Today (July 25,2007) we added a new shopping cart for erosion firms, design agencies, government agencies, contractors and consultants who recognize that erosion is a daily, ongoing task.

This new process creates a user friendly environment and options for a 1-2-3-etc month subscription
All you do is notify us when to cancel the subscription
With a paid subscription (via PayPal) , the cart offers a free three day trial subscription.
Then the subscription is automatically billed out every 30 days for $9.99

New sites are added monthly to your database and will be found on the "Up-dates" page

If your site is not presently offered, or you have a suggestion for a site, notify us by e-mail with its information and the desired category, and the site will be listed with the next up-date
Please visit "http://www.erosioncontrolforum.com/link_to_us.html" to view this requirement

Saturday, June 23, 2007

Phytoremediation—Using Plants to Clean up Polluted Soil

(Conservation Currents, Northern Virginia Soil and Water Conservation District, Feb 2004)

Polluted soil poses a severe problem for both ecosystem health and land development. Because soil lies at the confluence of many natural systems, soil pollution can be spread to other parts of the natural environment. Groundwater, for instance, percolates through the soil and can carry the soil pollutants into streams, rivers, wells and drinking water. Erosion can create the same problem. Plants growing on polluted soil may contain harmful levels of pollutants themselves, and this can be passed on to the animals and people that eat them. Dust blown from polluted soil can be inhaled directly by passersby. Additionally, in an urban setting such as Fairfax County, polluted soil makes valuable open land unusable for parks, recreation or commercial development.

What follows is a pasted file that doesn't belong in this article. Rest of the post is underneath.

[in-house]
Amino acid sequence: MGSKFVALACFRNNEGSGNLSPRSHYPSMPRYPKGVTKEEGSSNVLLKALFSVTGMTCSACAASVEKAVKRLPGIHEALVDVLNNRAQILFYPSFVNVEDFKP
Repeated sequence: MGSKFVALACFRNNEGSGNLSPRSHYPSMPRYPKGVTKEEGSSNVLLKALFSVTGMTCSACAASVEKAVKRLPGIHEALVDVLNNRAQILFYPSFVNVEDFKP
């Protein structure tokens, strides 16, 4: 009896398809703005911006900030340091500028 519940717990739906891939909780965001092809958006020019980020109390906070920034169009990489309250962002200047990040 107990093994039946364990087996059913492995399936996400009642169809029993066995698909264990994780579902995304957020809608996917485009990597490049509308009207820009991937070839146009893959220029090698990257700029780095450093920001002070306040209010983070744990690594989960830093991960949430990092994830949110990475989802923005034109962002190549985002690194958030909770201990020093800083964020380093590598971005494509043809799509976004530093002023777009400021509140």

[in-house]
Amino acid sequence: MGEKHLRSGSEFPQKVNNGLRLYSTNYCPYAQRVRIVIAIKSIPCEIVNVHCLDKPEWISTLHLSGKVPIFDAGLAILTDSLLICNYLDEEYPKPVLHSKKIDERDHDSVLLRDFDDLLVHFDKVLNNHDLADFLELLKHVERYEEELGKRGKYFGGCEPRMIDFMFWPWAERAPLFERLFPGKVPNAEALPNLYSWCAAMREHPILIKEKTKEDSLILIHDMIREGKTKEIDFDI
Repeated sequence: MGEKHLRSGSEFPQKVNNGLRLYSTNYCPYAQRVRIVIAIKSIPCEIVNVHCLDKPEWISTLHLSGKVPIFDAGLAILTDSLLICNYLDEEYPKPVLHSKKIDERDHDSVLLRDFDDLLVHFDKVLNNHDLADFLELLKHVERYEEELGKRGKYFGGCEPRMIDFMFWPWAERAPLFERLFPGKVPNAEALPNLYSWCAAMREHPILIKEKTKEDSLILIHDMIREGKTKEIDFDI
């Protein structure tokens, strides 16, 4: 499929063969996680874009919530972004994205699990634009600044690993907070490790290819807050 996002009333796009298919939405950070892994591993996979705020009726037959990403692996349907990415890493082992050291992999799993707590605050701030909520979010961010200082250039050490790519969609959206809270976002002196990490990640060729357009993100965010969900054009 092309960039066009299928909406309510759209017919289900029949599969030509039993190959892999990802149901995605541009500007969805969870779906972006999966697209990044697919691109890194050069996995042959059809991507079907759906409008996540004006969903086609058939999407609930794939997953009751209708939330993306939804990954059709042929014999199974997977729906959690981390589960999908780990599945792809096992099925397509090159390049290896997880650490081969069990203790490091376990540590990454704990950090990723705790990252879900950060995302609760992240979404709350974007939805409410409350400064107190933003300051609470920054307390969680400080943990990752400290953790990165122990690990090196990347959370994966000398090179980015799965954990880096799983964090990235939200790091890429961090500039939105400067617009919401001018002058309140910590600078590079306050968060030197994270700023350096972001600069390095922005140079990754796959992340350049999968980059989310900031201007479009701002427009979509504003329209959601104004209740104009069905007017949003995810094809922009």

Despite the benefits of cleaning polluted soil, remediation often never takes place because of the cost and effort of the work. Both soil minerals and soil pollutants carry small electric charges that can cause each to bond with each other, thus making polluted soil very hard to clean. Additionally, soil is a dense medium. This causes excavation of polluted soil for off site treatment or disposal to be very expensive because of the time, labor and heavy machinery necessary to do the job. Therefore, cheaper on-site, or in-situ, remediation techniques have been the focus of much attention and research lately. One of the most interesting and promising of these in-situ techniques is phytoremediation.

Phytoremediation is the use of specialized plants to clean up polluted soil. While most plants exposed to high levels of soil toxins will be injured or die, scientists have discovered that certain plants are resistant, and an even smaller...

For more information about phytoremediation

Wednesday, June 20, 2007

Journal of Hydro-environment Research

We are pleased to announce that a new journal, the Journal of Hydro-environment Research, will be launched in July 2007. The journal is a collaboration between Elsevier, the International Association of Hydraulic Engineering (IAHR), and the Korea Water Resources Association (KWRA).